After a few months, King fell back into her old tendencies and wanted to start prep again. She sought out a new coach but after a couple of weeks and a few failed attempts, King realized that she wanted it for the wrong reasons. Although this attempt didn’t work out as originally planned, her new coach, Chad Demchik, was a contributing factor to her journey to finding body peace.
“We talked and adjusted my diet to what it needed to be and through that process with him, I think that’s when I started finding myself,” said King.
Founder of Fit Bachelor and lifestyle coach Arash Thompson said, “When I first met Shelby she was struggling to find her identity…she believed that doing fitness competitions was for her…as time passed it became clear that her calling was something else. Dieting led to bad choices, binges and body image issues.”
During this time, she obtained a book that would change the way she saw herself. Body Kindness by registered dietician nutritionist Rebecca Scritchfield gave King what she needed. With Scritchfield being a personal trainer as well, King felt like she understood the body dysmorphia side of what she was experiencing. Every chapter of the book has exercises for readers to practice to promote body positivity.
“One exercise I still do every single night is at the end of every night, she says to write the things that you are grateful for and every single day I add to that list,” said King. “On days that are really tough, like when I have bad body image days, I look back at this list and one of my things is being grateful for having a body that moves…that’s able to do these activities, and so many people can’t even do that.”
Scritchfield’s theme for the book, she calls spiraling upward and the exercises are to build that upward spiral, love yourself and explore what it actually means to dig deeper within yourself.
After months of trial and error, King found the right tools and support that she needed to maintain a healthy balance with herself and her body. Now, she shares her advice and experiences with her followers on her Instagram to help anyone who may be experiencing the same thing.
“I’ve never met many people who had the same issues as me, and it often made me feel like I couldn’t talk about my issues with my friends, not for fear of judgment, but moreso fear of a lack of understanding but Shelby was very understanding and accepting and she really related to me well,” says junior at Michigan State University, Alyssa Upchurch.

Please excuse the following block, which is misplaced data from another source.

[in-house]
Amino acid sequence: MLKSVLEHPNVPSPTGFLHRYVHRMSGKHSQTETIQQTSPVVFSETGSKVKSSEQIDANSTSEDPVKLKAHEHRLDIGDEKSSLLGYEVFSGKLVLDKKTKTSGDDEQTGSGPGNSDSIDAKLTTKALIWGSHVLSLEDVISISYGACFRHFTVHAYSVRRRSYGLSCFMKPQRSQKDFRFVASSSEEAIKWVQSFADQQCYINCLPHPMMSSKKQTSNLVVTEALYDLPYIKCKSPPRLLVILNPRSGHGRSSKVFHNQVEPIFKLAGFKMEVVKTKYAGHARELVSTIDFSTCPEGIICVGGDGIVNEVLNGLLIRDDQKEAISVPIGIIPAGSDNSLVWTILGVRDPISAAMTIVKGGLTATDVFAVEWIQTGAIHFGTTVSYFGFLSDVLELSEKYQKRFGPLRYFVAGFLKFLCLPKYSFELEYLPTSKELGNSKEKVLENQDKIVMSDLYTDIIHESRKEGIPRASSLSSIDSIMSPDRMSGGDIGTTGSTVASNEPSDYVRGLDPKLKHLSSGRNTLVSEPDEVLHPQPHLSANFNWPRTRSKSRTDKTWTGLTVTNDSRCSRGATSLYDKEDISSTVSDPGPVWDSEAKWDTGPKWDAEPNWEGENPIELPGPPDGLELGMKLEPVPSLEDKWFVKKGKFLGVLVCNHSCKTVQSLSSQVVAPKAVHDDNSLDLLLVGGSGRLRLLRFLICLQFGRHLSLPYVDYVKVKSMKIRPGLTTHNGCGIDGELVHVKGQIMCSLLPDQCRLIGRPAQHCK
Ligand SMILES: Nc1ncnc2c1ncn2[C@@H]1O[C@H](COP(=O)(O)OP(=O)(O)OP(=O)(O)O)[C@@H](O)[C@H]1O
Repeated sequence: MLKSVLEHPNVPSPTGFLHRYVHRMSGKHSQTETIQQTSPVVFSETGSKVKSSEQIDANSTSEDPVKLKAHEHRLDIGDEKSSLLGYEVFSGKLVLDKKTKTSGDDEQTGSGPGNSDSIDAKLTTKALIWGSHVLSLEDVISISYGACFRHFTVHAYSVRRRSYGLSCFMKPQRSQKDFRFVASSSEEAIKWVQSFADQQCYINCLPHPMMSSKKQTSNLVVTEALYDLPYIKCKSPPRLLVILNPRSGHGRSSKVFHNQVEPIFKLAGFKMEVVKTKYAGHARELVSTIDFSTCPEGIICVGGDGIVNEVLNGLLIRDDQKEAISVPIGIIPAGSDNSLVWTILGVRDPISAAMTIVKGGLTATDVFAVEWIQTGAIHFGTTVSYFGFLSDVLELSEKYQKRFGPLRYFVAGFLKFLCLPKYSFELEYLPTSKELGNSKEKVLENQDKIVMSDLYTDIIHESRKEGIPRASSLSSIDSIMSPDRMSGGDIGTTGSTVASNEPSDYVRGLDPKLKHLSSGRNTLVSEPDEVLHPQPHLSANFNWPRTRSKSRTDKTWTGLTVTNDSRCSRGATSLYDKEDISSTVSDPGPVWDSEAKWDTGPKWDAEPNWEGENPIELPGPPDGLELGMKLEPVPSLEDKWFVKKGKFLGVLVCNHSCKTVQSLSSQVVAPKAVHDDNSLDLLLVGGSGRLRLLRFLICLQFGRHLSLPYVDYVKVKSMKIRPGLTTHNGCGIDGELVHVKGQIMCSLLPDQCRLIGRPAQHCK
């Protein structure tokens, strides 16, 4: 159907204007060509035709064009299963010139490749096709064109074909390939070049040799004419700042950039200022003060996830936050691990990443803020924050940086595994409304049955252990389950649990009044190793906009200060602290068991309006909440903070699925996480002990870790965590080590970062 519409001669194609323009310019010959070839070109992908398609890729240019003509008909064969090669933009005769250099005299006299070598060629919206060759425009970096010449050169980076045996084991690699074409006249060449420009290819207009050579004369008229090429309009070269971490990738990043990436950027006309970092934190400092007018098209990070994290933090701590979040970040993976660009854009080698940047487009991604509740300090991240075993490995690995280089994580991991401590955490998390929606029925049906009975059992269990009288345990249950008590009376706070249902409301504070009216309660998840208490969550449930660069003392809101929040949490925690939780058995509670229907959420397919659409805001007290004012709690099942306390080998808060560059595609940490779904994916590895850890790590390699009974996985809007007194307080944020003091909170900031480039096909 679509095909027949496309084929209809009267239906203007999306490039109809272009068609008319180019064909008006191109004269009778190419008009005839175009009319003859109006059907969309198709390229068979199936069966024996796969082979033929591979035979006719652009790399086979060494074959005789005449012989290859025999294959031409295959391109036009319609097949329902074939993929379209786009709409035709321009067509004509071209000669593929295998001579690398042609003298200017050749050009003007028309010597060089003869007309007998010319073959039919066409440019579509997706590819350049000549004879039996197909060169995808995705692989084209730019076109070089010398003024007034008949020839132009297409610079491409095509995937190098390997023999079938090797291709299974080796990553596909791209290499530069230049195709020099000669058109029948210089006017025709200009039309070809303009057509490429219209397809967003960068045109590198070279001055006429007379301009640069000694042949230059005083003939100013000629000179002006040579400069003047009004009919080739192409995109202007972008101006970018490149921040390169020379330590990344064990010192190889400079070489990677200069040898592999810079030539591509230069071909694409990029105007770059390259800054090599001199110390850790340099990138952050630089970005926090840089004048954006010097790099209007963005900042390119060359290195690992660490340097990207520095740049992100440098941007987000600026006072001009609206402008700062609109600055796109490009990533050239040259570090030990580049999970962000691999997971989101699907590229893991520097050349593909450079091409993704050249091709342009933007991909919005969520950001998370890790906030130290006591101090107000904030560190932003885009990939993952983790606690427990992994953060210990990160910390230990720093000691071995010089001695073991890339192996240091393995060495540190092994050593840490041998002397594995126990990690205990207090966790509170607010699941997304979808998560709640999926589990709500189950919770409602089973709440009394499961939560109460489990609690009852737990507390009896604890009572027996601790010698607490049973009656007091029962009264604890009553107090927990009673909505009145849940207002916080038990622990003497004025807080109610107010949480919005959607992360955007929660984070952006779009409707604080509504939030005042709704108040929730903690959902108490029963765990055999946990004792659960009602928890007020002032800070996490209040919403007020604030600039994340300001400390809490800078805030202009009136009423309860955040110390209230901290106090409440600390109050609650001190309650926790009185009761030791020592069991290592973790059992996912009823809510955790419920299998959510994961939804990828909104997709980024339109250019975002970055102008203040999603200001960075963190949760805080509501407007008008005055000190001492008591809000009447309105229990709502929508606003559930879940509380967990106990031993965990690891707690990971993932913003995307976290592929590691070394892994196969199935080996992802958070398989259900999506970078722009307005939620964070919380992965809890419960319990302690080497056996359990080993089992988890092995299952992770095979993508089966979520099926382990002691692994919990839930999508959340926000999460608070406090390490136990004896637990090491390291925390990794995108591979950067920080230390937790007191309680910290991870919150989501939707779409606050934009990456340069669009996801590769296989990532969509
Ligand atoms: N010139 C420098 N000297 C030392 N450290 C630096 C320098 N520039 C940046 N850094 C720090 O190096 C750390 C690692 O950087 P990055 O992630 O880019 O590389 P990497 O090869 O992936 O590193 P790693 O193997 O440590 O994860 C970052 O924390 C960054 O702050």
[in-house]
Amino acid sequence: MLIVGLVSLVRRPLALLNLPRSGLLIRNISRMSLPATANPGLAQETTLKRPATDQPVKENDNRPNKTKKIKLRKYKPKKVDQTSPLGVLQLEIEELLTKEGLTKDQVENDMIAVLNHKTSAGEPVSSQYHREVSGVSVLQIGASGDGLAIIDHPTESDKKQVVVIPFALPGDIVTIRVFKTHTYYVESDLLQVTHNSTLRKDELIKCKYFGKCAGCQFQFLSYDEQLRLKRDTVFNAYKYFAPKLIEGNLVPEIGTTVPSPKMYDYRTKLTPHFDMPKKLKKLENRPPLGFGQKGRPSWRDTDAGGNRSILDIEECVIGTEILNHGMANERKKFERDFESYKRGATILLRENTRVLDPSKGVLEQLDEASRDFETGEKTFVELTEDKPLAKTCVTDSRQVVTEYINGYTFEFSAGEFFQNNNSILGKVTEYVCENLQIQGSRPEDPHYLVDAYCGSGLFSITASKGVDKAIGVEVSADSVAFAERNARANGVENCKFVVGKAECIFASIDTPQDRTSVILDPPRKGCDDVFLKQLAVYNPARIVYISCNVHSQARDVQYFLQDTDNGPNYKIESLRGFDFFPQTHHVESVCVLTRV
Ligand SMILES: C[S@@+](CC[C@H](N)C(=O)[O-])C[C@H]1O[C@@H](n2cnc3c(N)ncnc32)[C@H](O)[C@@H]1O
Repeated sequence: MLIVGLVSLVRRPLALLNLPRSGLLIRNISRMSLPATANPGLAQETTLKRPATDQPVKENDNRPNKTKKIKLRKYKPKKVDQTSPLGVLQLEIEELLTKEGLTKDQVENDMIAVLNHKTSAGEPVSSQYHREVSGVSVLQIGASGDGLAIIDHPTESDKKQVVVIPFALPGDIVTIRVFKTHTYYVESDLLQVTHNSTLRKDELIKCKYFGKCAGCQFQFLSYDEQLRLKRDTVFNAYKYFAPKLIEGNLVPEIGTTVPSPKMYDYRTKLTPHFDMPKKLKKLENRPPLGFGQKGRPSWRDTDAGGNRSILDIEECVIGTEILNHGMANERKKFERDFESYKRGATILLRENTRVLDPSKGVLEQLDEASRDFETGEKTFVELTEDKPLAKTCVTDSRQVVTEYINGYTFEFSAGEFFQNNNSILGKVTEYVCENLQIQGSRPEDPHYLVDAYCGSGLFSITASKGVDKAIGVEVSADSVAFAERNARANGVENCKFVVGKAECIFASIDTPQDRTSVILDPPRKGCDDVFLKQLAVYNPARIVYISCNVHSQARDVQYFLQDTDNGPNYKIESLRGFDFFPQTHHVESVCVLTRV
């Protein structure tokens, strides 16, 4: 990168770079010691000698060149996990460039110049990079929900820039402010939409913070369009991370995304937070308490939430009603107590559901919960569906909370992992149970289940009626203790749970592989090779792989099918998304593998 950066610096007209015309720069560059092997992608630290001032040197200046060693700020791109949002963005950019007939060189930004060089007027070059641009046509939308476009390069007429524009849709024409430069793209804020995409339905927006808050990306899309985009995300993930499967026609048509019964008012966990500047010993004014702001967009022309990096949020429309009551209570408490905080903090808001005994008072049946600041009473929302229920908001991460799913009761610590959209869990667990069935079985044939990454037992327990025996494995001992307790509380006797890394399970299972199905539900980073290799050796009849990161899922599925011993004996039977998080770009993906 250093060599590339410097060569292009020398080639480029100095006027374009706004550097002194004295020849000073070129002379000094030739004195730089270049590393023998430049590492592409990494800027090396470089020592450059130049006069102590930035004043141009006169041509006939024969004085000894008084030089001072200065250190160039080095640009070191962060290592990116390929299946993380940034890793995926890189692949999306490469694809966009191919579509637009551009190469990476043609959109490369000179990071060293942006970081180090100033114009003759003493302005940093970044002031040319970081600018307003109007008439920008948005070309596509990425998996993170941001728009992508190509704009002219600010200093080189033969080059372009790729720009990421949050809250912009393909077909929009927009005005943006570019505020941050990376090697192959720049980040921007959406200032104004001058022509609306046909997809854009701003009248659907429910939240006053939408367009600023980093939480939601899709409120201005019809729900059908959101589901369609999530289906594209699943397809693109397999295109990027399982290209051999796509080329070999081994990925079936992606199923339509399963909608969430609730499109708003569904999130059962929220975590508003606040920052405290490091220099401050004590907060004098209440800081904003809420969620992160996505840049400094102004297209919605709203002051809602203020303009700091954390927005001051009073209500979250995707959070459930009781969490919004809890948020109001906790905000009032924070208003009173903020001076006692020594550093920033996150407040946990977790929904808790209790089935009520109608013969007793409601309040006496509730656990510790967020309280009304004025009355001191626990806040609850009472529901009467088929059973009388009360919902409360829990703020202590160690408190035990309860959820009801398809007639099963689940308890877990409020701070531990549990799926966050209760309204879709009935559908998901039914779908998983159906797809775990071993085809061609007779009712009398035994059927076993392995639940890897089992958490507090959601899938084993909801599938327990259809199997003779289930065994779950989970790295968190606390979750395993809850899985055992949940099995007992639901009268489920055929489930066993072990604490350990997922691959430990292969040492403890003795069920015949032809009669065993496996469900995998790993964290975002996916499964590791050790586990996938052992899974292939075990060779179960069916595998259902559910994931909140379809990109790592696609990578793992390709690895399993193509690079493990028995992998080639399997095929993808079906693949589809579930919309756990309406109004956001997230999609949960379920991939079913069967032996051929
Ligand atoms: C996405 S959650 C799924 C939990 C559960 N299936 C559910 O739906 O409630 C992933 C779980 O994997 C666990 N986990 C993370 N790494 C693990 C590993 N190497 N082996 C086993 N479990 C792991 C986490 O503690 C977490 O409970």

Upchurch says the best advice she got from King was, “to push myself to make lifestyle choices that made me feel good, rather than adapting a regular ‘college’ lifestyle, she encouraged me to make choices that would help me and my body in the long run, which is some of the most valuable advice I have ever received.”
Longtime friend and gym buddy of King, Cares Kahn, struggled with weight loss herself. After noticing King’s progress, she went to her for advice on what to do to help her further her goals.
“She’s always been the type of person to say and do what’s right for you. She’s very inspirational and never fails to keep a smile on her face,” said Kahn.
Kahn said some of King’s advice to her was, “Don’t let anyone else’s feelings tear you down because at the end of the day the only one who matters is you…no one is perfect and everyone has flaws but the more we embrace them the more we show our happiness.”
Courtney Darrow works out at the same gym as King and says that King approached her noticing something was off about her. Darrow says she has always been very insecure and struggled with self-image problems.
“Shelby can relate to that on a very deep level and she put perspective in my head,” said Darrow. “She told me that people look at me and think one thing, they only look at me for a second…but I look at myself in the mirror every day and I am infinitely the only one who’s thought matters.”
King is now working to become a lifestyle coach for Thompson’s company, Fit Bachelor as she completes her degree in nursing with a minor in nutritional science and health promotion.